The polls opened in the pre-dawn hours on Tuesday morning for the 2014 special election, and voter turnout has been slow and steady in Safety Harbor, according to reports from most precincts.
Lines were scarce at the city’s six polling centers, which opened at 7 a.m. and stretch from the Kapok Specials Events Center all the way to the Safety Harbor Public Library.
But despite the large number of absentee and early ballots already received, there was still a decent turnout at many of the precincts.
“We’ve been steady to heavy, but consistent the whole time,” Deputy Bob Pictor said of the traffic at the library, which is home to two precincts.
“We had four people in line at 6:45, and I’ve had to hold some people back outside so it doesn’t get too crowded in there.”
According to early results, of the 3,587 voters registered at the library precinct, 154 people, or 4.3 percent, had voted as of 10 a.m.
While the library turnout was steady, things weren’t quite as busy at some of the other precincts.
At the Kapok Center, there was a consistent flow of individuals coming in and out, but no crush when the precinct opened, according to veteran poll worker Doug Brown.
“It’s been slow and steady, but there was no one here right at 7 when we opened,” the man known as Uncle Sam said. “That’s the first time that’s happened since I can remember, and I’ve been doing this since 2003.”
At the Cypress Meadows Community and Countryside Baptist Churches on McMullen Booth Road, the story was much the same.
But while the amount of mail-in votes might have slowed the rush to the polls this year, some people still believe in voting the old-fashioned way.
“I like to participate in the democratic process and vote at the polls,” Michele Fishman, owner of the Reach Pilates center in downtown Safety Harbor said.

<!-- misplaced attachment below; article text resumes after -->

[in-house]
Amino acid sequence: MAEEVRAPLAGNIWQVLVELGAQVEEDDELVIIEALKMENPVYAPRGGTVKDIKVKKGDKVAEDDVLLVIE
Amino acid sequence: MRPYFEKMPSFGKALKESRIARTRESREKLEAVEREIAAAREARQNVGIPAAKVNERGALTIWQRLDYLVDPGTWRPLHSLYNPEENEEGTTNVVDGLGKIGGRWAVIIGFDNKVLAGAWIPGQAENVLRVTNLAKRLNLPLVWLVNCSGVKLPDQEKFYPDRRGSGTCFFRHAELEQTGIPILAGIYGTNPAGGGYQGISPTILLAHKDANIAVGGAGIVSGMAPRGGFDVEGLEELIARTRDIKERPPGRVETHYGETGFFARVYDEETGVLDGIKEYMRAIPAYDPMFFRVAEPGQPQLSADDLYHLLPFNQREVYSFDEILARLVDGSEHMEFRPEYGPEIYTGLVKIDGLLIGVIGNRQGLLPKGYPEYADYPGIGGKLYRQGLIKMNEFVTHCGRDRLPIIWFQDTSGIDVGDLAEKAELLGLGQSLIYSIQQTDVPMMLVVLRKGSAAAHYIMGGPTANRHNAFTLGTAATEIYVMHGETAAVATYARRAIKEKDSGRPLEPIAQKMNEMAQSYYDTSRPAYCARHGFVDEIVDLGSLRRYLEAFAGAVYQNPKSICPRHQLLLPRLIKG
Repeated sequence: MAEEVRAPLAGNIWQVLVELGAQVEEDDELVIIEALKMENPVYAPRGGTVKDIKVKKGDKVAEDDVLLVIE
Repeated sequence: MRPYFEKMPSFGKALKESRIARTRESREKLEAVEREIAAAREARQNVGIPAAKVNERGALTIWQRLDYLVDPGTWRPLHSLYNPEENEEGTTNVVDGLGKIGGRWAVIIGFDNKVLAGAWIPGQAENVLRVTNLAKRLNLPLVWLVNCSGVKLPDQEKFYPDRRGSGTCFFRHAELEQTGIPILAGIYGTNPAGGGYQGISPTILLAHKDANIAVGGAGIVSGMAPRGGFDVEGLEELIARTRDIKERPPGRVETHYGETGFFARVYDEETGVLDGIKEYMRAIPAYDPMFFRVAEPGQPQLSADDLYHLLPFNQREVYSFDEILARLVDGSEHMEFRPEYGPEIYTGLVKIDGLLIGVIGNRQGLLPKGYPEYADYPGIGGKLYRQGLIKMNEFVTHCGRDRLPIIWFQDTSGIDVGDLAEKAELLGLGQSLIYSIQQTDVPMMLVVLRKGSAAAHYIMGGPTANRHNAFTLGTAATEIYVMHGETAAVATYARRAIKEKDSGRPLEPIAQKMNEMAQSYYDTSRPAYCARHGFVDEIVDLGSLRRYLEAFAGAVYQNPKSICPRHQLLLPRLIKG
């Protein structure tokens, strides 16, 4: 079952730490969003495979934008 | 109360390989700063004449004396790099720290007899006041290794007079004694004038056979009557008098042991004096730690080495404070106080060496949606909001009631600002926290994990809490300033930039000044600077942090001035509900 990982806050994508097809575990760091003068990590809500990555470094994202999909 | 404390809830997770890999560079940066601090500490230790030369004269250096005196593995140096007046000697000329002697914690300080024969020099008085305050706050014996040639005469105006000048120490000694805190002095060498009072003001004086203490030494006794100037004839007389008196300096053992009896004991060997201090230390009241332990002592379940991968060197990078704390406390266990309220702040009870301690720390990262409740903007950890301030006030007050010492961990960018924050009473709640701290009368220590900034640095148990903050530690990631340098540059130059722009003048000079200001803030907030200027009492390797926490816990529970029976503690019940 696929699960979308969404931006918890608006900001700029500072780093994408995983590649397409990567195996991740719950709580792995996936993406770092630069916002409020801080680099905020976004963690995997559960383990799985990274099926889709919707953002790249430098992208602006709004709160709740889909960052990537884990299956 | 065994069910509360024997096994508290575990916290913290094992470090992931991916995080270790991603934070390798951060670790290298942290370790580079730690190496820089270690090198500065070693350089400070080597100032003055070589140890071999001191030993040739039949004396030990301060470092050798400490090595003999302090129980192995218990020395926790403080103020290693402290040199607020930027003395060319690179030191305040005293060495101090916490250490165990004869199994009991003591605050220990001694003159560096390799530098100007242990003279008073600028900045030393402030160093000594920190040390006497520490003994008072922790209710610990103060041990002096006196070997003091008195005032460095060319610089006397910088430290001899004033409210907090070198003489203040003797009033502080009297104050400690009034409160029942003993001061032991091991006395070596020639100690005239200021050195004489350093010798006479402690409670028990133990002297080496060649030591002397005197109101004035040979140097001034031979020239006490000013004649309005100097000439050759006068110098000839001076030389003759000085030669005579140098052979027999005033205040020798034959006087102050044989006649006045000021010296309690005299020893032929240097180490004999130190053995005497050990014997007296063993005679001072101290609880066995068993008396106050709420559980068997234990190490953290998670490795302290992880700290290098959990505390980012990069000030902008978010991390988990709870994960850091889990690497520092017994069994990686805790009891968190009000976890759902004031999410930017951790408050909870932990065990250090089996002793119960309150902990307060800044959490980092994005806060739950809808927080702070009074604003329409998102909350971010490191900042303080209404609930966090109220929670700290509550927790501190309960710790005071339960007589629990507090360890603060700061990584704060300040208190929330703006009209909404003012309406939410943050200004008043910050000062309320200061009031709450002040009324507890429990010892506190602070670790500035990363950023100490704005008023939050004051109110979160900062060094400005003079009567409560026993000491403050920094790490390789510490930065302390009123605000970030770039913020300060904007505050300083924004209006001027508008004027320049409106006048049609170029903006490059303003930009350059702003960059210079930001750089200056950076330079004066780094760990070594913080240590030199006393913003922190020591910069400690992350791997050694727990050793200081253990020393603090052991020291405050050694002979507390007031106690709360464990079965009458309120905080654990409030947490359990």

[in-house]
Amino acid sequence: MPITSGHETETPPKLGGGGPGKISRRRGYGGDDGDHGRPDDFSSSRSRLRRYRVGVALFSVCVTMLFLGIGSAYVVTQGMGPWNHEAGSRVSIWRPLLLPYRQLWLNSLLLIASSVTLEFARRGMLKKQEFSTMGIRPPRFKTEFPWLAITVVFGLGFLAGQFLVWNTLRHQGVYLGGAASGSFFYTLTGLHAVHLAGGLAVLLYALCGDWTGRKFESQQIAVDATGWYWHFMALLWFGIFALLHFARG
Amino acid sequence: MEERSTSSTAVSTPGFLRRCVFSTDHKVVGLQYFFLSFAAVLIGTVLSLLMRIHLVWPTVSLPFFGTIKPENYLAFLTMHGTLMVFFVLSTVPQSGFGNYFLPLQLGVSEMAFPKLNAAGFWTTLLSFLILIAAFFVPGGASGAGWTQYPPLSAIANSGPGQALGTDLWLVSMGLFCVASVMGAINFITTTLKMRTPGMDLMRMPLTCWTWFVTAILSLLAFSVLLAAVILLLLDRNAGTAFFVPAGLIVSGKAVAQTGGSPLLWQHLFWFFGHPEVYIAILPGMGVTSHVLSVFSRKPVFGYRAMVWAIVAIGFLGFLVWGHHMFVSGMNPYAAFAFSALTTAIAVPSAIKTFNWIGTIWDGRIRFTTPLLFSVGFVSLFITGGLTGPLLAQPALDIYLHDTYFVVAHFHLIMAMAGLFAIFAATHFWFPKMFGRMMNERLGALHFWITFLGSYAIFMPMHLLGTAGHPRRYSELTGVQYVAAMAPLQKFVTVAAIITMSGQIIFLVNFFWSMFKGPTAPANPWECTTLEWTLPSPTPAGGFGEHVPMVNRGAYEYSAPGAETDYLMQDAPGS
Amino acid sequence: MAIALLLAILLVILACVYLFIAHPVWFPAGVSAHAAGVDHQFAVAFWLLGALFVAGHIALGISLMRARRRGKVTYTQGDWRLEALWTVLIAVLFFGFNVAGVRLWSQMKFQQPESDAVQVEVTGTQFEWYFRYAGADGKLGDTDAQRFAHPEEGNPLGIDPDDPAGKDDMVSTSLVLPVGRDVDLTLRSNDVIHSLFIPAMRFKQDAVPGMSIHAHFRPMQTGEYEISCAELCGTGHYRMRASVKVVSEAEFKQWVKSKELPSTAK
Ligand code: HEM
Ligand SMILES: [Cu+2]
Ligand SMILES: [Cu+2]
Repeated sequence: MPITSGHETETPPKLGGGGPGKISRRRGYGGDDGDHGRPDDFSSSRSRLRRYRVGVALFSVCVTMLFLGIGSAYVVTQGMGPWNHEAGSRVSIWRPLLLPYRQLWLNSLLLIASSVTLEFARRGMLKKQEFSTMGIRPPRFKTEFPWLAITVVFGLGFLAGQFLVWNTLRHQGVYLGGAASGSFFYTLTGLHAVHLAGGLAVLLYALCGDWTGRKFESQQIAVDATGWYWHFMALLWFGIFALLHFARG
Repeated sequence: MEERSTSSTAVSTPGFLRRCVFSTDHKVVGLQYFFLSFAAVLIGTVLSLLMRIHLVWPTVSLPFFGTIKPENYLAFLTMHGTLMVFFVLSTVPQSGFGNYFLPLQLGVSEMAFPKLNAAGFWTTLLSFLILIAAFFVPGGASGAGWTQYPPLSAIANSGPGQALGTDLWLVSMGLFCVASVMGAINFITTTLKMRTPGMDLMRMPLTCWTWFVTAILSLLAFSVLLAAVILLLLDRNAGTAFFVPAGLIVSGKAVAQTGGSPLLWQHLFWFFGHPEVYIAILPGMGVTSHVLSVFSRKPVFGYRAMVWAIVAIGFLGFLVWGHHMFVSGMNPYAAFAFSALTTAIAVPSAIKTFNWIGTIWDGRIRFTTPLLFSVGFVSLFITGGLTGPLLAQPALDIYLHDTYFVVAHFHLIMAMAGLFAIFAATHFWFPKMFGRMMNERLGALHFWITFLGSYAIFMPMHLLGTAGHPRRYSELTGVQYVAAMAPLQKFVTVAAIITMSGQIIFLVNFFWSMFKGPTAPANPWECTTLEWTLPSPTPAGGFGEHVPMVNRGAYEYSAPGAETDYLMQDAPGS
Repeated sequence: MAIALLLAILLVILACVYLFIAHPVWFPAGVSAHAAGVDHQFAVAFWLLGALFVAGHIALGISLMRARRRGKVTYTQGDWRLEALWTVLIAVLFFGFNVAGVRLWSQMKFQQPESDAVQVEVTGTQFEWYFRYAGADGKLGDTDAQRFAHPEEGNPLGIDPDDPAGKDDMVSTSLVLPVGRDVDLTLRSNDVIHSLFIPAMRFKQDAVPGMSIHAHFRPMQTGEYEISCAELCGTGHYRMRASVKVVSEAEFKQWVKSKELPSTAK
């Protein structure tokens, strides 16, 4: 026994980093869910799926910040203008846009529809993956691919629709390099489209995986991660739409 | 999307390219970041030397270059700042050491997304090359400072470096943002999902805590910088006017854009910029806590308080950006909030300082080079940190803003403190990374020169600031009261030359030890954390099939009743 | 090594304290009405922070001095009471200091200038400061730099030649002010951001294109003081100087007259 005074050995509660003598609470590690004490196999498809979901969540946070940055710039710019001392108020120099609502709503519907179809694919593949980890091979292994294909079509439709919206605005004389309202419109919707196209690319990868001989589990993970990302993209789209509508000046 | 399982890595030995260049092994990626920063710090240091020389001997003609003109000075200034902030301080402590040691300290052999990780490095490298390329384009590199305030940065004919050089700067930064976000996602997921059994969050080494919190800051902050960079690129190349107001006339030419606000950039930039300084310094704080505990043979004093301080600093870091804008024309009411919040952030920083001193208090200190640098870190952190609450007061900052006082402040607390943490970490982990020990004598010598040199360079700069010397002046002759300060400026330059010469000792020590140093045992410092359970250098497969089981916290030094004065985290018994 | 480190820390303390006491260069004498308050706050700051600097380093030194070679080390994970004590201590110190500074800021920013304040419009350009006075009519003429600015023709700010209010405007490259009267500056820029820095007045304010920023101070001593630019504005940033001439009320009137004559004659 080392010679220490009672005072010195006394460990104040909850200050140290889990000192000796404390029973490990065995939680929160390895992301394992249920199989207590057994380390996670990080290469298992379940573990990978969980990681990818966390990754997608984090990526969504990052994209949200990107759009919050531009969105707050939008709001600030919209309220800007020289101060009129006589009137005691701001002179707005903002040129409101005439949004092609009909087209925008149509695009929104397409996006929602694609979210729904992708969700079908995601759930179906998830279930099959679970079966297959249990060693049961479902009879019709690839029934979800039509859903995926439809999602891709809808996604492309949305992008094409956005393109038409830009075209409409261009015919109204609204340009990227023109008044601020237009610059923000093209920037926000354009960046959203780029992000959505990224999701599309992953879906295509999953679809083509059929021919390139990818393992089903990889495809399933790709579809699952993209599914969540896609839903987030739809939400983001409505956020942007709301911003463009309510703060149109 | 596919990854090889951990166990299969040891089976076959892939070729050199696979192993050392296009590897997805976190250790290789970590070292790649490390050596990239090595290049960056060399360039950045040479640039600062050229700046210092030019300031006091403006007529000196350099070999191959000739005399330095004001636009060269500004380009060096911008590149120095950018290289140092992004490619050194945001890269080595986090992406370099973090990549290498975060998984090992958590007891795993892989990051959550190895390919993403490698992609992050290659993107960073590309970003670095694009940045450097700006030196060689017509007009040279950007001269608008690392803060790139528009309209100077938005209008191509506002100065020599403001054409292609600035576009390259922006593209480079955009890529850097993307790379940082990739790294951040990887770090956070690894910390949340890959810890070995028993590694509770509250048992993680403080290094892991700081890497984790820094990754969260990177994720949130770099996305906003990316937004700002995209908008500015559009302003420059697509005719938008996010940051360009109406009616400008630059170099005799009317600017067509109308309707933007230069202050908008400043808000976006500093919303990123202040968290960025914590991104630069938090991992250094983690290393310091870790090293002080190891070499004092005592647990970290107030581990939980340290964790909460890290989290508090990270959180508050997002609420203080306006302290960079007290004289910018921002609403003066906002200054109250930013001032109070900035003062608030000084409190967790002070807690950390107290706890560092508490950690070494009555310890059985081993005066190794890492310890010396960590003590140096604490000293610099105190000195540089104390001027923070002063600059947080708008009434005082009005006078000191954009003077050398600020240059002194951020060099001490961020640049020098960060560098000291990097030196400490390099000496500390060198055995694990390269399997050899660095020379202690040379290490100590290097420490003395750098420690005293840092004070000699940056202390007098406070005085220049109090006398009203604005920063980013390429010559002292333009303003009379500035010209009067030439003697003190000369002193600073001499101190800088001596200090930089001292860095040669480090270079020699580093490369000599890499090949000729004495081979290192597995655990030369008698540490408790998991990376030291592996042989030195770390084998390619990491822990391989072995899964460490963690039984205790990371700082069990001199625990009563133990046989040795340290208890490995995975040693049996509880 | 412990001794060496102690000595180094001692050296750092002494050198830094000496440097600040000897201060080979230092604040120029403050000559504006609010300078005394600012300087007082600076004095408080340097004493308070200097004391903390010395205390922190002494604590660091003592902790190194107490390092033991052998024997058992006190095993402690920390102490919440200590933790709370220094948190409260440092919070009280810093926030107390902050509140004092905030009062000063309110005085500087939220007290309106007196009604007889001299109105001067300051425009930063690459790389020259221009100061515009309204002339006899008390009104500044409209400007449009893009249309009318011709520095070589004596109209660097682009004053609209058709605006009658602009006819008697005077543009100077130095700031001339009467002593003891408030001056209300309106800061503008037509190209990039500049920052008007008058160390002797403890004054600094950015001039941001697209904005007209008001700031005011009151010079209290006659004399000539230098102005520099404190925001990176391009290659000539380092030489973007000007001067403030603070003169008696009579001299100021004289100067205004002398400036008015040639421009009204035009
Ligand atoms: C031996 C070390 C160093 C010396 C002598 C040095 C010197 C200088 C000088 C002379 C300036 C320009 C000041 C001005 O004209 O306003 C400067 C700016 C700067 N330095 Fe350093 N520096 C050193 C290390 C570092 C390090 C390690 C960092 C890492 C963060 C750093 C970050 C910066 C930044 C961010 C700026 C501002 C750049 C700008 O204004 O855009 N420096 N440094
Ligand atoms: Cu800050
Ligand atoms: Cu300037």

“I think it’s important, especially as a woman, because they don’t have the option to do that in some other countries.”
Another common theme of this early election day? Bringing kids to the polls.
Children were seen being exposed to the political process by their parents at the library, Kapok Center and Espiritu Santo Church precincts.
“They treat my kids great here, and the girls enjoy coming,” Kathy Leone said outside the church, where she had her three young daughters in tow.
“I think it’s important for them to see how the political process works.”
As a result of the lack of crowds and lines, most voters said they experienced quick turnaround times at the polls.
“In and out, quick and painless,” said Mike Platow, owner of the Chop Shop Salon, as he left the library.
But one man said he encountered a slight delay due to him having an address change since the last election.
“I had to wait a long time, about 15 minutes, because I changed my address,” Thad Shepherd said.
“I’ve been voting here for ten years, but they said it didn’t matter. They made me feel like an illegal alien.”
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